Mark's reappearance hardly fills me with excitement. Ira's death at the end of last week's episode, now confirmed, resting alongside Susan, was the perfect way to usher out the Castor Clones - so for another to return here feels like a poor decision. In no way a reflection of Ari Millen's talent but instead through design, the Castor clones are simply a shadow of the LEDA clones and too much time focused on closing out their story subtracts crucial minutes from the more important and exciting LEDA storyline. As always, those two elements are bound to cross over but I'm not yet convinced Mark's return is needed.
After the first watch of Gag Or Throttle, I was impressed; after a second, it became one of the strongest hours of The Final Trip. Whether it is because we are spoiled with the show, the one thing the episode lacks is a multi-clone sequence but even with our three favourites communicating over webcam, we ignite the spark of earlier seasons and the enduring theme of sisterhood again. In all honesty, it has been a rocky path for Orphan Black, juggling the pressures of the final season - but Gag or Throttle, while imperfect, suggests we are back on track - and, considering a teaser trailer has been refused to us for the first time in the show's history, Clone Club should brace themselves for next week's 'Guillotines Decide', which promises to be one of the best episode in the show's five-season history. As always, we will see...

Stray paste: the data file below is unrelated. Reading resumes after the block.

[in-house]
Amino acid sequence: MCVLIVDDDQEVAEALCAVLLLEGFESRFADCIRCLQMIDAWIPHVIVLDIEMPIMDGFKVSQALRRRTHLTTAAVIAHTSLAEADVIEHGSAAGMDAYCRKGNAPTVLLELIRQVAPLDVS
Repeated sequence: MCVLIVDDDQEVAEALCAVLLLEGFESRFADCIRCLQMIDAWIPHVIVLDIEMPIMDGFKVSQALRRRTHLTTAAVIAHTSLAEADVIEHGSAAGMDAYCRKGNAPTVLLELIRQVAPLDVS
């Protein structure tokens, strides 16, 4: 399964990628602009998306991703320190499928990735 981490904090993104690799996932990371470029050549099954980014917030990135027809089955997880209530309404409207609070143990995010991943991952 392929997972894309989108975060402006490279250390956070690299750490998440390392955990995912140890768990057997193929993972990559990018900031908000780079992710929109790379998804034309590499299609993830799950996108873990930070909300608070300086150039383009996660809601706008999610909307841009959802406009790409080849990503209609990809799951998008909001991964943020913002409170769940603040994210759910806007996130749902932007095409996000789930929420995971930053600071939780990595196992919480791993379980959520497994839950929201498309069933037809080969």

Episode Grade: A-
TTMMVPAAFAMRP (The Tatiana Maslany Most Valuable Player Acting Award for a Multi-Role Performance): Rachel Duncan